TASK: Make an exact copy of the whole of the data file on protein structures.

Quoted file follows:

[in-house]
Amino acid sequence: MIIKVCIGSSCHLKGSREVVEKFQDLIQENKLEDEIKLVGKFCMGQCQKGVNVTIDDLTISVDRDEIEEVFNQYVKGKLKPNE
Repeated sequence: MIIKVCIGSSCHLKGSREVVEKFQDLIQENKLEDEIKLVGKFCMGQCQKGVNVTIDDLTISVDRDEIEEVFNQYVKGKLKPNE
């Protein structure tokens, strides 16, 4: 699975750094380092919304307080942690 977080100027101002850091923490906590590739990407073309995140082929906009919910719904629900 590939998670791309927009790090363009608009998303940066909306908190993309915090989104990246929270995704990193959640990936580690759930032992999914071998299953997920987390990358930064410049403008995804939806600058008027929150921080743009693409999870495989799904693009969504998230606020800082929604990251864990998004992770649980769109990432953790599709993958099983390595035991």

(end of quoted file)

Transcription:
[in-house]
Amino acid sequence: MIIKVCIGSSCHLKGSREVVEKFQDLIQENKLEDEIKLVGKFCMGQCQKGVNVTIDDLTISVDRDEIEEVFNQYVKGKLKPNE
Repeated sequence: MIIKVCIGSSCHLKGSREVVEKFQDLIQENKLEDEIKLVGKFCMGQCQKGVNVTIDDLTISVDRDEIEEVFNQYVKGKLKPNE
């Protein structure tokens, strides 16, 4: 699975750094380092919304307080942690 977080100027101002850091923490906590590739990407073309995140082929906009919910719904629900 590939998670791309927009790090363009608009998303940066909306908190993309915090989104990246929270995704990193959640990936580690759930032992999914071998299953997920987390990358930064410049403008995804939806600058008027929150921080743009693409999870495989799904693009969504998230606020800082929604990251864990998004992770649980769109990432953790599709993958099983390595035991």